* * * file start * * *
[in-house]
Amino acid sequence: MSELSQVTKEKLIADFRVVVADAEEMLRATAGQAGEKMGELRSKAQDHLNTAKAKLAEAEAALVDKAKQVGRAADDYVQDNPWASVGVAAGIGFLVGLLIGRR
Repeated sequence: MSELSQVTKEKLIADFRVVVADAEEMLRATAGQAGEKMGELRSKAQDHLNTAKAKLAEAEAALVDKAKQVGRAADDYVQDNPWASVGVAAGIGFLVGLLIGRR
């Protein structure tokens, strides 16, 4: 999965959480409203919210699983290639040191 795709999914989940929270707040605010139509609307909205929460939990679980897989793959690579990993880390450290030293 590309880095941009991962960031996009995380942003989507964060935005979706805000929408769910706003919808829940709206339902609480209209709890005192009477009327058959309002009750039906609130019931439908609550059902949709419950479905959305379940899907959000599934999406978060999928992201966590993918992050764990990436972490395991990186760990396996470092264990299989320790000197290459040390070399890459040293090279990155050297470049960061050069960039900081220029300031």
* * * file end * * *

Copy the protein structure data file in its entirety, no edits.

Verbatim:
[in-house]
Amino acid sequence: MSELSQVTKEKLIADFRVVVADAEEMLRATAGQAGEKMGELRSKAQDHLNTAKAKLAEAEAALVDKAKQVGRAADDYVQDNPWASVGVAAGIGFLVGLLIGRR
Repeated sequence: MSELSQVTKEKLIADFRVVVADAEEMLRATAGQAGEKMGELRSKAQDHLNTAKAKLAEAEAALVDKAKQVGRAADDYVQDNPWASVGVAAGIGFLVGLLIGRR
């Protein structure tokens, strides 16, 4: 999965959480409203919210699983290639040191 795709999914989940929270707040605010139509609307909205929460939990679980897989793959690579990993880390450290030293 590309880095941009991962960031996009995380942003989507964060935005979706805000929408769910706003919808829940709206339902609480209209709890005192009477009327058959309002009750039906609130019931439908609550059902949709419950479905959305379940899907959000599934999406978060999928992201966590993918992050764990990436972490395991990186760990396996470092264990299989320790000197290459040390070399890459040293090279990155050297470049960061050069960039900081220029300031």